Since I was released from prison, I’ve dedicated my life to equipping young leaders with training and tools to fight to end youth incarceration and close youth prisons. Because I’ve lived through it, I know that there is no better way to support my community than by helping end youth incarceration and helping convince our leaders to invest in young people’s futures instead of bars and cells. Many of my fellow leaders in this movement have similar lived experiences.
Fortunately, I am living a healthier and more successful life now, but that doesn’t mean this work is easy. In fact, it’s the opposite. Whether campaigning to close youth prisons or addressing so many other injustices in our society, it’s critical to prioritize self-care and mental health so that we can bring our best selves to this fight. It happens to be Youth Justice Action Month as well as Mental Health Awareness Month, but it is especially important for those of us who have experienced the violence and injustice of the criminal justice system to take care of ourselves as we advocate for young people, now and all year round.
On any given day, our country’s juvenile justice system incarcerates about 50,000 young people, confining them to a system that is outdated, discriminatory, ineffective and cruel. In youth prisons, young people often face solitary confinement, restraints, sedation and ongoing physical or sexual abuse. Youth incarceration statistics show disheartening and infuriating racial disparities, and too many of our politicians are ignoring the communities who understand that there are better ways to help young people.
Didn’t seek help
I grew up surrounded by alcohol use and violence. I was angry, sad and afraid for most of my childhood. Multiple traumatic experiences left me struggling to regulate my emotions and think clearly. As a young man, I bottled up those feelings and acted out in violence — which led to serving four years in a juvenile justice facility.
Coming to terms with post-traumatic stress disorder (PTSD) and bipolar disorder II has been hard. Having to deal with PTSD and taking medication for bipolar disorder while trying to dismantle the very systems that exacerbated those conditions remains an uphill battle.
For too long, I didn’t find someone to talk to. I didn’t find mental health support. Instead, I had to learn that being locked up in chaotic and violent places after years of trauma and substance abuse is not normal. Witnessing the mass criminalization of our communities is not normal. Mass incarceration is more than a “justice” issue — it’s also a public health crisis — and my health depends on making sure that I deal with the trauma in my life, past and present.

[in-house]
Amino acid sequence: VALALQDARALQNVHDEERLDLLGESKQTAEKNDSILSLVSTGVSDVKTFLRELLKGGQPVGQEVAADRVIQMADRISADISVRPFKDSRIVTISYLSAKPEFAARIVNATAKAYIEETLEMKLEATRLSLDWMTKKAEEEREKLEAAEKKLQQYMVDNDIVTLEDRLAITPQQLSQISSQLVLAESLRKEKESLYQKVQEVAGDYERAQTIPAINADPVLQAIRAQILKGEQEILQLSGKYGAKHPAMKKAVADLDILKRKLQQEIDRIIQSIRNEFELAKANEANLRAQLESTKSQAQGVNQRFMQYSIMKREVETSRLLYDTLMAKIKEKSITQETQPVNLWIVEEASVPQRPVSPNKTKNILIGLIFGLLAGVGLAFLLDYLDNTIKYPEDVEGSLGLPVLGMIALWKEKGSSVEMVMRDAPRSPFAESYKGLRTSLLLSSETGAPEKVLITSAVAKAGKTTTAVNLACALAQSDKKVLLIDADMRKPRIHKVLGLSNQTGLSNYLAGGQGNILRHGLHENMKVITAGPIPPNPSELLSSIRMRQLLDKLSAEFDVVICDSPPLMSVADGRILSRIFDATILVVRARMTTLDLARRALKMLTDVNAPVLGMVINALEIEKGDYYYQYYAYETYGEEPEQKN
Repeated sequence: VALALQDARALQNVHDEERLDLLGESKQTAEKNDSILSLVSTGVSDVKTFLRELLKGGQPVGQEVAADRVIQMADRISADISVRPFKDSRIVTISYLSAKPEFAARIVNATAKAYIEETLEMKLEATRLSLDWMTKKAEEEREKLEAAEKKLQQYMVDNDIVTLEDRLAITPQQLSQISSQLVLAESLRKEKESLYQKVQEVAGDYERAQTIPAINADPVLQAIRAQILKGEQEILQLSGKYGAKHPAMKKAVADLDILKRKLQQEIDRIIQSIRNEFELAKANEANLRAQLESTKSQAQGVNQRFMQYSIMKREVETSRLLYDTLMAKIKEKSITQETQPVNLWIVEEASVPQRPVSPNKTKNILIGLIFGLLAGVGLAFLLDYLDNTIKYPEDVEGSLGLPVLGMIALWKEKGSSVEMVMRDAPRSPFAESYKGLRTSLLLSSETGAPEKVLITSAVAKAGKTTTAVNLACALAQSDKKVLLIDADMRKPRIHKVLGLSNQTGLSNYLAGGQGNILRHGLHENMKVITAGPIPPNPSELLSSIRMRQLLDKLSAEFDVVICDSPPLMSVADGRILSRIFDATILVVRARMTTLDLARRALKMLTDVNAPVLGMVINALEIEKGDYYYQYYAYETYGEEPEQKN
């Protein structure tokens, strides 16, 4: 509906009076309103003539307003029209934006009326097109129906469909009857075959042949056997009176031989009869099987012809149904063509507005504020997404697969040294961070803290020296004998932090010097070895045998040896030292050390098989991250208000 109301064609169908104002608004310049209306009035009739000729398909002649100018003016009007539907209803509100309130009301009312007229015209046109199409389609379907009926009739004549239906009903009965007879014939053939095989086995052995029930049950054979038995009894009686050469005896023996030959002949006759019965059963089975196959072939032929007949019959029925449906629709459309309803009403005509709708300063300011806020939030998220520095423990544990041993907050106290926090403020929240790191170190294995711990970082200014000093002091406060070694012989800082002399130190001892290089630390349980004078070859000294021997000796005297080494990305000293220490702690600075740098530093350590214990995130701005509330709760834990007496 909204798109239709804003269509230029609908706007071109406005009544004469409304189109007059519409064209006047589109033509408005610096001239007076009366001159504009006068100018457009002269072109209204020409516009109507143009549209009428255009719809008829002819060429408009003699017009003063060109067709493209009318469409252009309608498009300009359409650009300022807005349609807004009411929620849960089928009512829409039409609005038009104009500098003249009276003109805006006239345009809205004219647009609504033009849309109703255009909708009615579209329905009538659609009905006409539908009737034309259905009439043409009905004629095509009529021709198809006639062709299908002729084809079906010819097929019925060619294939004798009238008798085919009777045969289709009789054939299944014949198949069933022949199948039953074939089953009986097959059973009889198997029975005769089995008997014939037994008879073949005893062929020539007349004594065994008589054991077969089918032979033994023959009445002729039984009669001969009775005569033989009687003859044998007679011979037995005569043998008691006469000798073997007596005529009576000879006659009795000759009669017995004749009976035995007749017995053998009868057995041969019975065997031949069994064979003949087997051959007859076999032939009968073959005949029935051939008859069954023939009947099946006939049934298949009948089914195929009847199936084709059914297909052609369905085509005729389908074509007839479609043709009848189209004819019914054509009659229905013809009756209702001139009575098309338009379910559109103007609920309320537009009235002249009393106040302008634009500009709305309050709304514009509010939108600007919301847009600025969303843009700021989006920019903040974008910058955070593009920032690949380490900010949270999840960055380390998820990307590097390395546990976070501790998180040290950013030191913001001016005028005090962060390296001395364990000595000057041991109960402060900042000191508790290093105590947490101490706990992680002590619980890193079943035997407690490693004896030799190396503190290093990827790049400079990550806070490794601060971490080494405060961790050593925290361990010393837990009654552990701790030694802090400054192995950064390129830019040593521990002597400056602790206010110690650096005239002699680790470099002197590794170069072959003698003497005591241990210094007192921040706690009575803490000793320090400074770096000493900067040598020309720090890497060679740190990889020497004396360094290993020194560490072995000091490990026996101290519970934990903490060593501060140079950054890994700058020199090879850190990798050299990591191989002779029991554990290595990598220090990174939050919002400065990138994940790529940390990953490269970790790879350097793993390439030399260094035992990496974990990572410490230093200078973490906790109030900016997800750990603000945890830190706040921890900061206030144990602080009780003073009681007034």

When you’re focused on helping others, it’s not easy to say “I need help, too.” Too often, the movement asks us to put our stories and bodies on the line without stopping to ask how we might be struggling — whether it be financially, physically or mentally. We have to remember that just because someone is speaking out on a panel or leading a rally doesn’t mean that they’re OK.
The silence and stigma around mental health must end. That can’t happen unless we leave shame in the past. I will continue to do what I am passionate about while also doing more for myself, while making my own mental health a top priority.
We all need support
Recently, I went to an appointment with a new psychiatrist. As I shared with her everything that I had been going through in the last few months, she gave me all the time and space to process everything I was feeling. I cried. I felt angry, sad, scared, confused and so many different powerful emotions, all at the same time. She sat there with me, listened and provided me with all the information I needed to think about my options.
Yet I felt safe. I felt like someone was listening. I felt like I was beginning to understand what I’ve been feeling and experiencing all these years. Therapy might not be right for everyone, but there are many ways to make sure you are taking care of yourself.
I’m sharing my story to combat stigma and encourage others in the movement to find the support they need. We have a big fight still ahead of us. And we won’t be up to the task if we don’t take time to care for ourselves.
To everyone working to end youth incarceration and other systems of social and economic injustice, remember:
It’s OK to not be OK. Do not be ashamed of feeling. It’s all right to seek support and practice self-care.
If you live with PSTD, bipolar disorder, or any other mental health condition, like depression or anxiety, you are not alone. I am with you.
You are awesome. Even if you don’t feel it right this second.
We all have our own path to healing. Today is a good time to start down that path.
Hernan Carvente manages the Youth First Youth Leaders Network, which provides young emerging leaders with the training and tools to lead the fight against youth incarceration, and previously was a program analyst at the Vera Institute of Justice. He was awarded the Spirit of Youth Award by the Coalition for Juvenile Justice and the Next Generation Champion for Change award by the John D. and Catherine T. MacArthur Foundation.